There are superheroes who are born out of tragedy, and others whose superpowers give them a sense of heroic obligation. And then there are heroes who wake up one day and decide to fight crime. Steffi, the kiwi bot-driving heroine of Mary Cagle's Kiwi Blitz, definitely falls into the latter category. After getting a hold of her shiny new mecha, Steffi takes to the streets, battling psychotic cyborgs, raccoon-costumed cat burglars, and any other absurdities ready to tear through her city.
Kiwi Blitz is set in a not-too-distant future in which hobbyist and artisan technology has advanced far beyond government-issued police equipment. While teenagers engage in hi-tech battles between sophisticated animal-shaped mechas, the police are thwarted by a juvenile thief who announces their targets in advance. Steffi Frohlich is the daughter of a famous mecha designer, but she's gotten bored competing in the Robot Battle League. When her father gives her a mech of her own, the giant green Kiwibot, she decides to lend the police a helping hand as a mecha-driving vigilante.
Since Cagle doesn't drop us in medias res, Kiwi Blitz takes a while to get into. But soon we get to know the Kiwi Blitz team: the irrepressible Steffi; Ben, the Q to her junior James Bond; Heinrich, her largely absent father who bizarrely approves of his daughter's crimefighting hobby; 42, a somewhat creepy gynoid illegally created by one of Heinrich's associates; and Reed Bahia, a cop who quickly becomes Steffi's ally.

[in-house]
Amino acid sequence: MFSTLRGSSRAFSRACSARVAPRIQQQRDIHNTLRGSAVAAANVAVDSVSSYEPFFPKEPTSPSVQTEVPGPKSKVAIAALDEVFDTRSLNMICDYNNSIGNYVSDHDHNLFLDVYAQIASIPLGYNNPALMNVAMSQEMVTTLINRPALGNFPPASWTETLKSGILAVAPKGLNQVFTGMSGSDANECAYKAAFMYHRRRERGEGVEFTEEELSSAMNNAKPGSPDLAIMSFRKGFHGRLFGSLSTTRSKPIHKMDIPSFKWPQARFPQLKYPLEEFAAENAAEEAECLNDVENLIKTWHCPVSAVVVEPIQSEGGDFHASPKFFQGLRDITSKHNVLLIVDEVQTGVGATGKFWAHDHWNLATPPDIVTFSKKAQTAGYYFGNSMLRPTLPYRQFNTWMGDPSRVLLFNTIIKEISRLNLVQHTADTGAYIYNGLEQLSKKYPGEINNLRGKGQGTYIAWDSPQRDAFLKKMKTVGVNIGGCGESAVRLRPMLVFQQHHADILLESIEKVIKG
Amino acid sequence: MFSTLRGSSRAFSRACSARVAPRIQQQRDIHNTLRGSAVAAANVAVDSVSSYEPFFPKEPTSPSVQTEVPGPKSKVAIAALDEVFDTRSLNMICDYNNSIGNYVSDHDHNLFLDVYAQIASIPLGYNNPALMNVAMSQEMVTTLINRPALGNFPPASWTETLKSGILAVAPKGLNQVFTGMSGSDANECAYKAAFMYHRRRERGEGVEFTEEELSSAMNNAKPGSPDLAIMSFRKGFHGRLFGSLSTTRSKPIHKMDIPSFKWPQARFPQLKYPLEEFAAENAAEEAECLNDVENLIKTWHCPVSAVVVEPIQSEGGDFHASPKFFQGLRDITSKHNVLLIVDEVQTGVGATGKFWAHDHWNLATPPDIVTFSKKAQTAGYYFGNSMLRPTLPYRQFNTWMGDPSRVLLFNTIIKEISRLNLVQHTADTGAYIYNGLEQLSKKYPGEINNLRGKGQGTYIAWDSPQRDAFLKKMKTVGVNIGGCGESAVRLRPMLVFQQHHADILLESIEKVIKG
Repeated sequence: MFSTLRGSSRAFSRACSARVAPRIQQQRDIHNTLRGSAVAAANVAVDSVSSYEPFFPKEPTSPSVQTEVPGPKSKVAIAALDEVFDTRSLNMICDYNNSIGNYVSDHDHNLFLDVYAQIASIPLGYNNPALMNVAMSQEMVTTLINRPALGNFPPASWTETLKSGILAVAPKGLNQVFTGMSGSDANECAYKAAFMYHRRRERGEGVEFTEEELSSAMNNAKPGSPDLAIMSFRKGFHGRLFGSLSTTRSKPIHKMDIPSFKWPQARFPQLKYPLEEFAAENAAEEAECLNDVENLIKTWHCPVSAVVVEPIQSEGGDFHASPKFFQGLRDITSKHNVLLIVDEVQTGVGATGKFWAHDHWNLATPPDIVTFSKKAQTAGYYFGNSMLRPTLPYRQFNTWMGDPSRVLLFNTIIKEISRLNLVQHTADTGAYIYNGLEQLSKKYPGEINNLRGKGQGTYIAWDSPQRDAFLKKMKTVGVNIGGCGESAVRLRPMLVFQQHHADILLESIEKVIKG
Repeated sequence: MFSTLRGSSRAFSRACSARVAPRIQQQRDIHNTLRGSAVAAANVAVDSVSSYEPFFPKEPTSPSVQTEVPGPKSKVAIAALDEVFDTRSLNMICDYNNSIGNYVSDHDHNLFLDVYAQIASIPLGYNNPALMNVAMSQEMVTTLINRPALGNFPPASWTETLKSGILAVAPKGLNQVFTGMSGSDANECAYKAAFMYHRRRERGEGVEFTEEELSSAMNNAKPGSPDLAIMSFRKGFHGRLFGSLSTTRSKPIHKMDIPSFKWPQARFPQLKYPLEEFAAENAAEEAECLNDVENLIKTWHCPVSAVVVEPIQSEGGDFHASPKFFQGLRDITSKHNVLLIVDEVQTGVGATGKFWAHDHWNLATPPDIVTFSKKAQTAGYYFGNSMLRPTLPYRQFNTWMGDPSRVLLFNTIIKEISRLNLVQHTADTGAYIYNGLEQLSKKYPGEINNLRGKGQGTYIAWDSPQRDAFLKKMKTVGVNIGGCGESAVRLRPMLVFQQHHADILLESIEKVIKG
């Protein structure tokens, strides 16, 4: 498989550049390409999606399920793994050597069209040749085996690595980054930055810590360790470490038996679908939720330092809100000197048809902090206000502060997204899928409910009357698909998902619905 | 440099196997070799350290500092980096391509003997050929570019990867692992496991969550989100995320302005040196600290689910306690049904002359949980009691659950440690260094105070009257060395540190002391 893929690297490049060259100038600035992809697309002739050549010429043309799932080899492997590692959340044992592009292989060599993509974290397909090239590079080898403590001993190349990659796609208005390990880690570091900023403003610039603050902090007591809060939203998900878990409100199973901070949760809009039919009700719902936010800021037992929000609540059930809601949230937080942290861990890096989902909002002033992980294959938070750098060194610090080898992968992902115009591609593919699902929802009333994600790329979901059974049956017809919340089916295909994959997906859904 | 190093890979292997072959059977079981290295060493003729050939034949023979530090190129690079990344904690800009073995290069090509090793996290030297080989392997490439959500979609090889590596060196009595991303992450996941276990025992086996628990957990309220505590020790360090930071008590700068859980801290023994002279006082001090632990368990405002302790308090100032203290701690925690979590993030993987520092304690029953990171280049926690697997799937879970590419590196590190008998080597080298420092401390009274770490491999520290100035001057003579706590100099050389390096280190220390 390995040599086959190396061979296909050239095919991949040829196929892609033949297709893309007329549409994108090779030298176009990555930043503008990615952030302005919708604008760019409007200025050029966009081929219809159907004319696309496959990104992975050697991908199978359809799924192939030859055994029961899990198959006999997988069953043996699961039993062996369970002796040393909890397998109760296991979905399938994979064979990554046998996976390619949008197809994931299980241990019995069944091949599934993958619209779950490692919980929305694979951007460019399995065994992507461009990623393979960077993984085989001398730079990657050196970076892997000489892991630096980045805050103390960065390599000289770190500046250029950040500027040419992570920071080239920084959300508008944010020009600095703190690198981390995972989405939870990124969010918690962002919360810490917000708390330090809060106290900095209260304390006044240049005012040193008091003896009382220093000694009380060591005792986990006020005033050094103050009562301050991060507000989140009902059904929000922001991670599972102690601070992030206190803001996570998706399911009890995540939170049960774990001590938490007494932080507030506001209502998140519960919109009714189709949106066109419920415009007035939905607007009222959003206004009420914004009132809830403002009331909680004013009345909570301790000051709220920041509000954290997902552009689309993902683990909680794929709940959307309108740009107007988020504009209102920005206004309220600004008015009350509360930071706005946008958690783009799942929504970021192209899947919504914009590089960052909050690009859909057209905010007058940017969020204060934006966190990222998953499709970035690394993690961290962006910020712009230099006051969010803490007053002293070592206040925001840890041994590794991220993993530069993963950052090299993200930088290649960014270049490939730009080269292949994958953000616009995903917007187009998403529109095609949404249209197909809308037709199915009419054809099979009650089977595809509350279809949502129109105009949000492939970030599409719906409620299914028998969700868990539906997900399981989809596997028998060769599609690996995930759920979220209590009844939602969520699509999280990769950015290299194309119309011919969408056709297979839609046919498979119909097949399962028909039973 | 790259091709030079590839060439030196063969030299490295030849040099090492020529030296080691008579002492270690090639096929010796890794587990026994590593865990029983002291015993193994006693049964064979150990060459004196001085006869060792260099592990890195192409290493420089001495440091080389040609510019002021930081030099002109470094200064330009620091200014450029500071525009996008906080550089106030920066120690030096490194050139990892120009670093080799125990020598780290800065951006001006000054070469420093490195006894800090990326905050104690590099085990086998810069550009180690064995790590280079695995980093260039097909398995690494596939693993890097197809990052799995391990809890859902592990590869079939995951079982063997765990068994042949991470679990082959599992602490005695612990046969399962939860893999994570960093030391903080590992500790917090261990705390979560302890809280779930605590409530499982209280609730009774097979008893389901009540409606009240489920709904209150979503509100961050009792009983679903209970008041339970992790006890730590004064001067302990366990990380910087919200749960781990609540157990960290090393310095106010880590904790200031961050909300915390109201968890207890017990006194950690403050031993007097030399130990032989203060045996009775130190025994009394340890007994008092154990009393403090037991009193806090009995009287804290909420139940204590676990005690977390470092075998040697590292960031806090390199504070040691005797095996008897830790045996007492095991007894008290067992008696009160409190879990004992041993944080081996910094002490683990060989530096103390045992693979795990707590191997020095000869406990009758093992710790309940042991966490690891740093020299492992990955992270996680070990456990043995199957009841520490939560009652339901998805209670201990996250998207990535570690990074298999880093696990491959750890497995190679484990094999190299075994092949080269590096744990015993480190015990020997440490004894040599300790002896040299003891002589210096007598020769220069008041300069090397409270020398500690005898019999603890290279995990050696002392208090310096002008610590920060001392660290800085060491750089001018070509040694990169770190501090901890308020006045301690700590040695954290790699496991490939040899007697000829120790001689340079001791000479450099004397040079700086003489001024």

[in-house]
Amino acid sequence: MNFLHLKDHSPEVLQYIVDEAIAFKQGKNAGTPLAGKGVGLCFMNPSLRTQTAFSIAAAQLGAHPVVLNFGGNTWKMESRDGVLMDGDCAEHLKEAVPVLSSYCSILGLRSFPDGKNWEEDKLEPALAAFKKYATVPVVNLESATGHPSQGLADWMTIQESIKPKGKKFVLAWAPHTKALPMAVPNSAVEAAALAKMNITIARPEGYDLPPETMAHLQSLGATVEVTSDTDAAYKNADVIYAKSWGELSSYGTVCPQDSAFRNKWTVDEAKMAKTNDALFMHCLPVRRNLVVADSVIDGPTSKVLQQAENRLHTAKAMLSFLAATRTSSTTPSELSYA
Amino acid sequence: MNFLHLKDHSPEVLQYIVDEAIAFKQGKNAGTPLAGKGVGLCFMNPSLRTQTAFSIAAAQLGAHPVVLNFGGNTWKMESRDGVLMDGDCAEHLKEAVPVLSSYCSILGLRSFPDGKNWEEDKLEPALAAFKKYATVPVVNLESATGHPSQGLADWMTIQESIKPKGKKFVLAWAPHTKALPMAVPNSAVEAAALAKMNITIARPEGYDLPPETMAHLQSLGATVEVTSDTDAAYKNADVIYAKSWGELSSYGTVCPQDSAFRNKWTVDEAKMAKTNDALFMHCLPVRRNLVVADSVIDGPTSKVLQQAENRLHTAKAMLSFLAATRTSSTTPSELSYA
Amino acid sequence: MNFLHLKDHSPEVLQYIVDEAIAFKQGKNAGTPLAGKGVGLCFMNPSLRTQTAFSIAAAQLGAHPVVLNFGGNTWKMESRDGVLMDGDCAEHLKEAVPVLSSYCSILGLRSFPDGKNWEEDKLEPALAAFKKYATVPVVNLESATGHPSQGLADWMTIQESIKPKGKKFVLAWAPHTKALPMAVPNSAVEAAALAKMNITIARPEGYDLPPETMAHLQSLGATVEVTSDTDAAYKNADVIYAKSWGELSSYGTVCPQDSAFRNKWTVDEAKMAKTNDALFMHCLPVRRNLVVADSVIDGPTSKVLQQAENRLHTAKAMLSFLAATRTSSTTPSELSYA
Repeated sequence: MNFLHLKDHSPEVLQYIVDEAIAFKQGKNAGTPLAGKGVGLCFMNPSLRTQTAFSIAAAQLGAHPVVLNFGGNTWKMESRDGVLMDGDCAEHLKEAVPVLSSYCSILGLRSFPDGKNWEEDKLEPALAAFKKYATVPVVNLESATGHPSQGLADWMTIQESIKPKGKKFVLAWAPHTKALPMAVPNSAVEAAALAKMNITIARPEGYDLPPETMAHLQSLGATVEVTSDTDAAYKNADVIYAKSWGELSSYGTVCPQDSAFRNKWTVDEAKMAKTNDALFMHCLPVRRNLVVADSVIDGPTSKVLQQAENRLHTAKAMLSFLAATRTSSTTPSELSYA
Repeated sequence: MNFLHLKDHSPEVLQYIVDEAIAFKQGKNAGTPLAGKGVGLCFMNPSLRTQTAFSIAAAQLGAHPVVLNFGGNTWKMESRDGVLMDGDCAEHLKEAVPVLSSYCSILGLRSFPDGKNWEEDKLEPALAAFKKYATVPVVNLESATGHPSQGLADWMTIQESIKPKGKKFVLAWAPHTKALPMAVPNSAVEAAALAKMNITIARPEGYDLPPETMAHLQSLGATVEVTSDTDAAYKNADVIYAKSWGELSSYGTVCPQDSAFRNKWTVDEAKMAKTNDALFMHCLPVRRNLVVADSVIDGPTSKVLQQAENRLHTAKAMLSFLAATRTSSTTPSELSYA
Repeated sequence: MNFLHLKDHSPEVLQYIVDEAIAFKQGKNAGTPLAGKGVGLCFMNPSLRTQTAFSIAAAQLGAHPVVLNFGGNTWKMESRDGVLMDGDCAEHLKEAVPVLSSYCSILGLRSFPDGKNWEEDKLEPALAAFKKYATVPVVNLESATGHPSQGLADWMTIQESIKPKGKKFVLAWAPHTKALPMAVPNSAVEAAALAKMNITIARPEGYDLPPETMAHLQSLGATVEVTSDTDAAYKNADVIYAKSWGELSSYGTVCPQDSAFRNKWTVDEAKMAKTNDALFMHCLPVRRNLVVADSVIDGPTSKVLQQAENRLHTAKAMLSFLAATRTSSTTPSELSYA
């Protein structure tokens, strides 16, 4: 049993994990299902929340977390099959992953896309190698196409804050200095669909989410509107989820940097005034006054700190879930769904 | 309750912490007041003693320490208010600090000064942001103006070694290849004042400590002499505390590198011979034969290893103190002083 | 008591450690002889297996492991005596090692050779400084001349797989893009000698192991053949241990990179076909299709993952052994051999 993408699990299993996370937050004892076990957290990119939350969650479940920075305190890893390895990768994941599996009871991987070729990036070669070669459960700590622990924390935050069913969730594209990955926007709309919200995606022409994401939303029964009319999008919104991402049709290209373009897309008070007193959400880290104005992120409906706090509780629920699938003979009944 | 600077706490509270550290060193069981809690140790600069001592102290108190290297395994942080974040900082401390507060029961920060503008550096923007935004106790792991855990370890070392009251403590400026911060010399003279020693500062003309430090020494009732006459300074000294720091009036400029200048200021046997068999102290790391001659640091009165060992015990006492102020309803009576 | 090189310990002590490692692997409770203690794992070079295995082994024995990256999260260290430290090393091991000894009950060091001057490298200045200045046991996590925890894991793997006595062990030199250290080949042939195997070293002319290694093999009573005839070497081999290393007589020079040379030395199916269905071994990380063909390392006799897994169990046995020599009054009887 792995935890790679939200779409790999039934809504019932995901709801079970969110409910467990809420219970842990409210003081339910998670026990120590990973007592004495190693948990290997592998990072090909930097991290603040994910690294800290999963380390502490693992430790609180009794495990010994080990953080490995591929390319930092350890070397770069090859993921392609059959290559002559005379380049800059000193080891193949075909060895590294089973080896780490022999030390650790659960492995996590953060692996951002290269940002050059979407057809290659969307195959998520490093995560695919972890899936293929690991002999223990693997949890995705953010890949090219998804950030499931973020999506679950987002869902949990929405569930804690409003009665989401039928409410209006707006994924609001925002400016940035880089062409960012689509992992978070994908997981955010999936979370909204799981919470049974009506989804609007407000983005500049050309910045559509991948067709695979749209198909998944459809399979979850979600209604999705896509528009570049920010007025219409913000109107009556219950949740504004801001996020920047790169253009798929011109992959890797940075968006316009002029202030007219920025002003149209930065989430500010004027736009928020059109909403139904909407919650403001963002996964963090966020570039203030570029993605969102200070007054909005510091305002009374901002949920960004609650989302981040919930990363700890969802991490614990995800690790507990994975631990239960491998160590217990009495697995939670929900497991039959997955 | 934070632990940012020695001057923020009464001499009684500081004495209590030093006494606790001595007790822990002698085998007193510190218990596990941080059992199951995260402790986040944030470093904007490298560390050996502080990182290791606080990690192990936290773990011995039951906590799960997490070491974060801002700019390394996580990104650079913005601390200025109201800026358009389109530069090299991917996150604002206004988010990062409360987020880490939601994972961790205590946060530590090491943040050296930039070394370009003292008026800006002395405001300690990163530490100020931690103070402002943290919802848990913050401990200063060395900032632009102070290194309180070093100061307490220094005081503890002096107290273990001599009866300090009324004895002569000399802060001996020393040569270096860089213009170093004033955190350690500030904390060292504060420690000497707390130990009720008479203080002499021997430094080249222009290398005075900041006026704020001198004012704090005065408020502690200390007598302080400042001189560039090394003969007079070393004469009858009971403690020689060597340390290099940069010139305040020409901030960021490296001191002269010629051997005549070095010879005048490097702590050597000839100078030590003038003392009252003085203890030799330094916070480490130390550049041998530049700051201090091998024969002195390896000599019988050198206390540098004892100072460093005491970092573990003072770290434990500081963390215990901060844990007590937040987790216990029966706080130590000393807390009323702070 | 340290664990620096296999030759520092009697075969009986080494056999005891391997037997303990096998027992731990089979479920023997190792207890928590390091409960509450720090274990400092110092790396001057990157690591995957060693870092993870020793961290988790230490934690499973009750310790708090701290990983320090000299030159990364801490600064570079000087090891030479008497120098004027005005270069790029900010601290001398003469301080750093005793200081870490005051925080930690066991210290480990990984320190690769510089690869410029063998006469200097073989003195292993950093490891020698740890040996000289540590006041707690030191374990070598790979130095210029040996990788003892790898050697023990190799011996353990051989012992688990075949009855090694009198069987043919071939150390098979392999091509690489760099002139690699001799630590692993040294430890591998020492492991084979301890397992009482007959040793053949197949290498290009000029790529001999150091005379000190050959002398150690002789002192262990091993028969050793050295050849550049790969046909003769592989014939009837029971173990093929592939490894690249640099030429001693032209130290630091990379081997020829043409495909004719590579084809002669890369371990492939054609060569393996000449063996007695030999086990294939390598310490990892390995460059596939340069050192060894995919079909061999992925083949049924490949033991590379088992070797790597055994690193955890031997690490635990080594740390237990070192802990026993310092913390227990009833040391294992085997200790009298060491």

The initial chapters (or "tracks") of Kiwi Blitz emphasize the more childish aspect of Steffi's quest. Steffi is acting largely out of boredom, and while she's plucky, she's also a bit thoughtless. Tracking down the thief known as the Raccoon is great fun for her (and it's great fun for the boredom-driven Raccoon as well), and she drags Ben into her shenanigans with little regard for how he feels about her late-night crimefighting. But then a bona fide villain appears on the scene: Gear, a psychotic teenaged cyborg with a propensity for sawing into people. And just as Steffi's world starts to get a little darker, she realizes that she can't always take Ben for granted—and that she may need to turn to some unlikely sources for help. Now that this darker arc has come to a close, Cagle has started to expand the world of her story a bit, giving us new clues about 42 and the people who employ the Raccoon.
I'd also say that, for anyone who is initially put off by Cagle's artwork, give it time. Cagle's artwork becomes far less manic and her action scenes much richer as the story goes on. And, for those who know Cagle primarily as the sometimes colorist for Scott Kurtz's PvP, it should come as no surprise that her more recent colors and shadings are quite gorgeous.